I had an encounter recently with my chief nemesis. He is well known to me and some of you have had occasion to meet him. He is not my favorite guy but he is always challenging when he is not being morose or too cavalier.
“So,” he says to me, “what is driving your life?”
“What do you mean?” say I, for it is apparent that my adversary is armed with agenda.
“You know my life quite well,” I continued. “You know how I live and what I do and what my vocation is.” As I said these words I tried to look deep into his eyes with all the conviction I had. He didn’t even blink.
He looked away—purposely and then as he turned his gaze back to meet mine I knew it was coming…“So, are you maintaining the Ideal or moving toward the Ideal?”
Do you see what I mean about this guy? This is how he is. Always making me second-guess my priorities and evaluate the trajectory of my life. Our relationship over the years has been profitable in that I tend to listen to him more than just about anyone else and it isn’t because he is the wisest person I know, but more because he listens to the wise and tends to assimilate their thinking into principle. So I am appreciative of the fact that we occasionally have these tete-a-tete sessions. But they are never easy and furthermore, they tend to alter my life, which can be and usually is, uncomfortable.
“I’m not sure what you mean or quite get your distinction between ‘maintaining the Ideal or moving toward the Ideal’…aren’t they the same?”
“That depends on your flexibility.” He answered with a grin.
Now if a person knows that you play the odds then they also know when their hand is likely to beat yours. This is a very happy time for them and it is when they grin that you realize that the chips are all in and now it’s too late.
“I’m flexible,” I bluff…in hope.
“Really, then what are some of your Ideals?”
“Well, let’s take Courtship for instance.” I offered.
“You mean like Ruth bundling with Boaz?” he snarked.
“Homeschooling.” I parried.
“You know, don’t you, that Moses was educated by Egyptians?” he countered.
“Liturgy.” a thrust.
“Would you include any songs or music written by another ‘failure’ like King David who had a rap sheet that included adultery and murder; not to mention a very dysfunctional home? Or perhaps worse, would you lower yourself to sing anything written in the last 20 years?” His eyes were flashing.
“Agrarianism. The simple life.” I shot back. I was determined not to yield.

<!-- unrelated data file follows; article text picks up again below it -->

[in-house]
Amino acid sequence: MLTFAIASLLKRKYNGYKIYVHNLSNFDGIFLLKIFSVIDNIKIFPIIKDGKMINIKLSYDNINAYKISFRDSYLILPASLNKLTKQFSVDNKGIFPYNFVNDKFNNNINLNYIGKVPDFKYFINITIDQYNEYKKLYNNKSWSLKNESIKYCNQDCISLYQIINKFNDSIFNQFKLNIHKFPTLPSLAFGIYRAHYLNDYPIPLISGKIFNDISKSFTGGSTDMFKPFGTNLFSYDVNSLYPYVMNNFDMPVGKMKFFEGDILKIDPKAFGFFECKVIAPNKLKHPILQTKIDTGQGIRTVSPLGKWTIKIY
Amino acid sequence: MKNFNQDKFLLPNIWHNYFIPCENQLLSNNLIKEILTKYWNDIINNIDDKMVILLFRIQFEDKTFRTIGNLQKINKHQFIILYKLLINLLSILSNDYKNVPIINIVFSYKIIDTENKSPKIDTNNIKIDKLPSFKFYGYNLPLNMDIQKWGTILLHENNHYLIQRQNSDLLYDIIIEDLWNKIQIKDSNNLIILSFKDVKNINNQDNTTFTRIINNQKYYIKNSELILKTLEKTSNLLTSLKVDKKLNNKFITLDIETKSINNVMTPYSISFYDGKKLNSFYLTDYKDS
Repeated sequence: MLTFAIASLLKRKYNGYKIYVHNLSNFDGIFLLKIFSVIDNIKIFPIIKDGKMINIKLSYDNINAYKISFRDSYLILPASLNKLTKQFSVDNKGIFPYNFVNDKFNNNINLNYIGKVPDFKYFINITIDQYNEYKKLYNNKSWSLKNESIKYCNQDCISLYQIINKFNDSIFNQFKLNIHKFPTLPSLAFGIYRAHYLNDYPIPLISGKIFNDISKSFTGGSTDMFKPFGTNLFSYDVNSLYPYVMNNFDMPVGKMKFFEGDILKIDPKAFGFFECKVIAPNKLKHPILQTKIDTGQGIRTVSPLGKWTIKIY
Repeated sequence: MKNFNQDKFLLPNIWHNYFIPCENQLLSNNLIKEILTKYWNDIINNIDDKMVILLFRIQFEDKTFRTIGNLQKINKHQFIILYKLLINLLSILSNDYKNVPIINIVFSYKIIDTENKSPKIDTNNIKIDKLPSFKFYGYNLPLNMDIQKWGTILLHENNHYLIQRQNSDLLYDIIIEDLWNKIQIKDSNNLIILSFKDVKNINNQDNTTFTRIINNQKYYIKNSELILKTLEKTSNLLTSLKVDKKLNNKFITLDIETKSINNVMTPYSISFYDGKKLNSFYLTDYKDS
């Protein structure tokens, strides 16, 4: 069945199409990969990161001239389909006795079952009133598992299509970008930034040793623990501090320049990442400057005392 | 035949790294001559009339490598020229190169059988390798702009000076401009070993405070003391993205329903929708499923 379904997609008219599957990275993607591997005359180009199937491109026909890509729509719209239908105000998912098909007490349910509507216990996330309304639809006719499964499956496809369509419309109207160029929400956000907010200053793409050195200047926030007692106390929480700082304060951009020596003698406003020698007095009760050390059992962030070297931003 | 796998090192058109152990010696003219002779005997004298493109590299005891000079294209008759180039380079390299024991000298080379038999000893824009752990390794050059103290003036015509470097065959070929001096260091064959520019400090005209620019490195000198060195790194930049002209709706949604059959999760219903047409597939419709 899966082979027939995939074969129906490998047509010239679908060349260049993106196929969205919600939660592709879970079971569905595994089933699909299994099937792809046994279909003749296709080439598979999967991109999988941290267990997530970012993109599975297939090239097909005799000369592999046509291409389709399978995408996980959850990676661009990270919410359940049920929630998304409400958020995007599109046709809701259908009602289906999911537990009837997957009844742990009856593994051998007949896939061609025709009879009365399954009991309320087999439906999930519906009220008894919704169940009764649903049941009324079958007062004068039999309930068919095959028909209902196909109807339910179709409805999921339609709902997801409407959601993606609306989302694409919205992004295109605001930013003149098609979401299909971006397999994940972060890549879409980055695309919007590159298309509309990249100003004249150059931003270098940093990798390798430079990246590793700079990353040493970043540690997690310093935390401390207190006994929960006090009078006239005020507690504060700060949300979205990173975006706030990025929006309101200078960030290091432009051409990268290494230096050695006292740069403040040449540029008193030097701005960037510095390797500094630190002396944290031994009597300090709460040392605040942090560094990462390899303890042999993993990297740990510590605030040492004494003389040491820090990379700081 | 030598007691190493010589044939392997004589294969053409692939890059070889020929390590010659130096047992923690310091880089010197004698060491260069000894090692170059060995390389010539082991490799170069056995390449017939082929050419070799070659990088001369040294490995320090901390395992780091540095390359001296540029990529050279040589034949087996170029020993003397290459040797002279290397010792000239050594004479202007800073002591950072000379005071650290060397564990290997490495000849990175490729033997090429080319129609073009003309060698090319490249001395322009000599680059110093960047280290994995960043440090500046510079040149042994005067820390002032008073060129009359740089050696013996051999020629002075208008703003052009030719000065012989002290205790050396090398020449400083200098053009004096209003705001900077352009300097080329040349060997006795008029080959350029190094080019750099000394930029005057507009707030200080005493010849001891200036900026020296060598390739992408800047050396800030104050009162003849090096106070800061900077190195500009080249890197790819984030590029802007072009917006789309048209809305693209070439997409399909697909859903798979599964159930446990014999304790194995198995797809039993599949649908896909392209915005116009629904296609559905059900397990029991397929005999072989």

“Poor in spirit.” He stated quietly. And it was then that I knew I had lost.
We stood there for a while. He had won but he looked tired and a bit sad. And it was then that I realized that he always won but never at my expense. Somehow, I always took the winnings home.
When he finally spoke again it was with great care and concern. “Laurence, if you spend your life trying to maintain the Ideal then what you are saying to yourself and to everyone else around you, your wife, your children, your friends, your congregation is that you have arrived. Laurence, no one in this life ever arrives; though the Pharisees thought they had. And, my friend, that particular group had THE IDEAL put to death on a cross.”
Our encounter, our conversation was over.
I left the room and have been reflecting on his wise words for some time now and I think that I get it.
None of my ideas are bad. In fact, they all are quite good. His argument wasn’t, after all, against any of my ideas but the way I held them so very tight. What was it that he pointed out? It was that maintaining the Ideal and moving toward the Ideal are the same only if you are flexible…able to allow the plan and providence of God to take your ‘good’ so that He can give you His ‘best’.
After that, He poured water into a basin and began to wash the disciples’ feet, and to wipe them with the towel with which He was girded. Then He came to Simon Peter. And Peter said to Him, “Lord, are You washing my feet?”
Jesus answered and said to him, “What I am doing you do not understand now, but you will know after this.”
Peter said to Him, “You shall never wash my feet!”
Jesus answered him, “If I do not wash you, you have no part with Me.”
Simon Peter said to Him, “Lord, not my feet only, but also my hands and my head!”